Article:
The role of self esteem in the misinformation effect

Jo Saunders

Research output: Contribution to journalArticlepeer-review

11 Citations (Scopus)


Previous research using the Gudjonnson suggestibility scale has suggested a role for self-esteem in suggestibility, with participants low in self-esteem being more suggestible than participants high in self-esteem. Four experiments are presented examining the role of self-esteem in the misinformation effect and whether enhanced suggestibility effects in participants low in self-esteem reflect genuine memory impairment. In Experiments 1 and 4 participants completed a standard recognition test. In Experiment 2 participants completed the modified recognition test. In Experiment 3 participants completed a free recall test. In Experiments 1 and 4 participants low in self-esteem demonstrated greater misinformation effects than participants high in self-esteem. In Experiment 3 a 3-day retention interval was employed with the modified test and no differences were found between the two groups on the reporting of the new item. The findings suggest that participants low in self-esteem are particularly sensitive to demand characteristics and post-event suggestion but do not suffer from genuine memory impairment.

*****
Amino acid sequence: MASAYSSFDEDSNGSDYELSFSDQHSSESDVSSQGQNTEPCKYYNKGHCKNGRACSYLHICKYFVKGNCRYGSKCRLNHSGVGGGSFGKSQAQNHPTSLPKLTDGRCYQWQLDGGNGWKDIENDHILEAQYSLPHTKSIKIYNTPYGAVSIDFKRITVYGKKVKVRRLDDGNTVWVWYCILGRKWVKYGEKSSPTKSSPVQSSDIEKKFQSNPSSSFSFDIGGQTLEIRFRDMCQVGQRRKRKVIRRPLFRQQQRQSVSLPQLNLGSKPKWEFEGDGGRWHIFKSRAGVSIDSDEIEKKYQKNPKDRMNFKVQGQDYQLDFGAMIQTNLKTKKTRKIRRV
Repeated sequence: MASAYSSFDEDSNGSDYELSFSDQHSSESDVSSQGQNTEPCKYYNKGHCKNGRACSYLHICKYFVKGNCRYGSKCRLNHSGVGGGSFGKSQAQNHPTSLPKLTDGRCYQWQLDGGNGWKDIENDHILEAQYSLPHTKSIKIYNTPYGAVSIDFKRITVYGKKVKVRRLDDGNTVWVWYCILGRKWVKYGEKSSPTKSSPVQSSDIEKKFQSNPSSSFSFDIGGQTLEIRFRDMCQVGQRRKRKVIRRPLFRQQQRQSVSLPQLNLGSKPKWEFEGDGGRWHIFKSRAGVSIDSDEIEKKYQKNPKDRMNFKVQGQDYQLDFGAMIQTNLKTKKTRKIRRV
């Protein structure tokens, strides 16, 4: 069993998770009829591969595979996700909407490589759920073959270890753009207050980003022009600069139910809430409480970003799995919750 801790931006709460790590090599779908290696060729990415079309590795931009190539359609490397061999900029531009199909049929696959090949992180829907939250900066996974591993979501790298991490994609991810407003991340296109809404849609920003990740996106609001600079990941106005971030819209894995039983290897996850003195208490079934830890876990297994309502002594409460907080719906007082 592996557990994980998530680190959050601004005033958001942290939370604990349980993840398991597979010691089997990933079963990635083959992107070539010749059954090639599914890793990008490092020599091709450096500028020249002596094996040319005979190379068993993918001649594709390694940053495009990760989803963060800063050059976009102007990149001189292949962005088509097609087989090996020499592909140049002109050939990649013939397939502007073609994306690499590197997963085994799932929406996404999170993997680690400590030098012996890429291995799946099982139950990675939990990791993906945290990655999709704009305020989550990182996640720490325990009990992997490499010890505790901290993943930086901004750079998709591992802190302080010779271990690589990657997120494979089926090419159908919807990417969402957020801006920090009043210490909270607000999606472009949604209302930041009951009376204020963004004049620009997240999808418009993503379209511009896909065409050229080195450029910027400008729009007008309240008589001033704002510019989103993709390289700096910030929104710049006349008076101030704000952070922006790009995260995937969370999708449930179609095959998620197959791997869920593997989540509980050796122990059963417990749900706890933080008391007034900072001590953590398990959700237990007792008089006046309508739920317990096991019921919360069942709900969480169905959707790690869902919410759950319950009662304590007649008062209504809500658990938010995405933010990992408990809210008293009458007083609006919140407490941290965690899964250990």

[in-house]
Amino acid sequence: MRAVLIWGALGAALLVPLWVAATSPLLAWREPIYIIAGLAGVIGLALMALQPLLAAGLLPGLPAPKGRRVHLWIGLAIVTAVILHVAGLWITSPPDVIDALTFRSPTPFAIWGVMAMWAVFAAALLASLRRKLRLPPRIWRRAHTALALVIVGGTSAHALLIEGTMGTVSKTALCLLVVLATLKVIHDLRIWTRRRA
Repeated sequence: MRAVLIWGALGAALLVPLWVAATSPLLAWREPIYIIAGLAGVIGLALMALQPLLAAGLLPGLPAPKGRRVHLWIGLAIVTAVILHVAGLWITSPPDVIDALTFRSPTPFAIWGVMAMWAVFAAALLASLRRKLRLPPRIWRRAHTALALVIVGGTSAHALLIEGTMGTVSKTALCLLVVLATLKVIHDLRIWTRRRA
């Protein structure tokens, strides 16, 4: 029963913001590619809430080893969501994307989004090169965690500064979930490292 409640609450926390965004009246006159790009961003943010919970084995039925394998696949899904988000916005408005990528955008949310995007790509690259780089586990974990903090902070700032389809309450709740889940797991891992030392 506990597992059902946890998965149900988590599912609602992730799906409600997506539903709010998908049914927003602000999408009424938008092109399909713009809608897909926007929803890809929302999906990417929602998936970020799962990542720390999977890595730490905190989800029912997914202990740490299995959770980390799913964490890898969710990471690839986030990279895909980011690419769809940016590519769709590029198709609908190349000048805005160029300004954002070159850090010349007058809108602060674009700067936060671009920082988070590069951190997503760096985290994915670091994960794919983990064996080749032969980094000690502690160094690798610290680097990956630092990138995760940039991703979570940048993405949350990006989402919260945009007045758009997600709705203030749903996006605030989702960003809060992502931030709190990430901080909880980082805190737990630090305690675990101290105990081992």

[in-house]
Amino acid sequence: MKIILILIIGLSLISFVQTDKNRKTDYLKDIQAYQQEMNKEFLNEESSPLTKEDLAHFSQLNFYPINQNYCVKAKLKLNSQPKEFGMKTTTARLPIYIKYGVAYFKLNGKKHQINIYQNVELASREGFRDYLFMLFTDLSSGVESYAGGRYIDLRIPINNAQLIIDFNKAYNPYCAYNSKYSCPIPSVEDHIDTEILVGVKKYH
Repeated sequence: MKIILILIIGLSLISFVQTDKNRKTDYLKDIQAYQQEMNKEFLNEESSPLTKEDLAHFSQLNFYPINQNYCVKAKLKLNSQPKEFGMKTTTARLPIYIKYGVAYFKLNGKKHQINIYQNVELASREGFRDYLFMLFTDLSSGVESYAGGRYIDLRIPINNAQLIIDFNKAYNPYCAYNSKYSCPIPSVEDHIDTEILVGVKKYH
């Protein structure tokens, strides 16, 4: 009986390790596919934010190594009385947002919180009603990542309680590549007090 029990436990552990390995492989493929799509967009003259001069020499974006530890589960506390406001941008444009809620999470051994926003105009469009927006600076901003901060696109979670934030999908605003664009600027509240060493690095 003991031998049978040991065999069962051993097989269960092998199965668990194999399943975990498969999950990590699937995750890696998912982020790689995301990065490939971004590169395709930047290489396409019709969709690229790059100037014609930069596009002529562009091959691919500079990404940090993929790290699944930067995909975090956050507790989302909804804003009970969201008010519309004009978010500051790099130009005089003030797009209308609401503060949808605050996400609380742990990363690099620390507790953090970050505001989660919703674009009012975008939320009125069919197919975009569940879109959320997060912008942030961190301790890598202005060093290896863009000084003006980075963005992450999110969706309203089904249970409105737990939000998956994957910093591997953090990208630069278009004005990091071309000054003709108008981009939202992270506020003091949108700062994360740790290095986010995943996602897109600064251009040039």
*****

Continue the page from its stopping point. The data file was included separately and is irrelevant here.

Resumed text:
Original languageEnglish
Pages (from-to)90-99
Number of pages9
Issue number2
Early online date13 Jan 2012
Publication statusPublished - 2012


  • self esteem
  • misinformation effect
  • gudjonnson suggestibility scale
  • demand characteristics
  • post-event suggestion
  • memory impairment


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